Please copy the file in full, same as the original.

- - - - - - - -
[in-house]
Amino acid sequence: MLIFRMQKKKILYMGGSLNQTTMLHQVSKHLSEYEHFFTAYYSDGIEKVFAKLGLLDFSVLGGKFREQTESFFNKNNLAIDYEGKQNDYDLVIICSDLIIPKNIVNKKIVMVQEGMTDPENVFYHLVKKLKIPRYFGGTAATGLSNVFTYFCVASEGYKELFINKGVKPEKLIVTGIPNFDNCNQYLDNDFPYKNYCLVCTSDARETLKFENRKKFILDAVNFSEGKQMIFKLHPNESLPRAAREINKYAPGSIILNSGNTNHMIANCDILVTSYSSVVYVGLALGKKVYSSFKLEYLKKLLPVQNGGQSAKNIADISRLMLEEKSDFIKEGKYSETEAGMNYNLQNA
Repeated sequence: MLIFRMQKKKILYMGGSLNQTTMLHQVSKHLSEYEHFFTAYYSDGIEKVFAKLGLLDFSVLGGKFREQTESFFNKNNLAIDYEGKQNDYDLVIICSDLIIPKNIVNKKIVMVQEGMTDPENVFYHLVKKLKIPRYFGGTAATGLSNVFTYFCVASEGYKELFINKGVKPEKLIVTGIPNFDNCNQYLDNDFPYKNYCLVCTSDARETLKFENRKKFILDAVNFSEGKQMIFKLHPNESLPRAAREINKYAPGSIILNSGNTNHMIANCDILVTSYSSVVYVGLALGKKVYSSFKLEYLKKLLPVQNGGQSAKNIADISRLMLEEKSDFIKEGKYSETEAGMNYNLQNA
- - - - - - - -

[in-house]
Amino acid sequence: MLIFRMQKKKILYMGGSLNQTTMLHQVSKHLSEYEHFFTAYYSDGIEKVFAKLGLLDFSVLGGKFREQTESFFNKNNLAIDYEGKQNDYDLVIICSDLIIPKNIVNKKIVMVQEGMTDPENVFYHLVKKLKIPRYFGGTAATGLSNVFTYFCVASEGYKELFINKGVKPEKLIVTGIPNFDNCNQYLDNDFPYKNYCLVCTSDARETLKFENRKKFILDAVNFSEGKQMIFKLHPNESLPRAAREINKYAPGSIILNSGNTNHMIANCDILVTSYSSVVYVGLALGKKVYSSFKLEYLKKLLPVQNGGQSAKNIADISRLMLEEKSDFIKEGKYSETEAGMNYNLQNA
Repeated sequence: MLIFRMQKKKILYMGGSLNQTTMLHQVSKHLSEYEHFFTAYYSDGIEKVFAKLGLLDFSVLGGKFREQTESFFNKNNLAIDYEGKQNDYDLVIICSDLIIPKNIVNKKIVMVQEGMTDPENVFYHLVKKLKIPRYFGGTAATGLSNVFTYFCVASEGYKELFINKGVKPEKLIVTGIPNFDNCNQYLDNDFPYKNYCLVCTSDARETLKFENRKKFILDAVNFSEGKQMIFKLHPNESLPRAAREINKYAPGSIILNSGNTNHMIANCDILVTSYSSVVYVGLALGKKVYSSFKLEYLKKLLPVQNGGQSAKNIADISRLMLEEKSDFIKEGKYSETEAGMNYNLQNA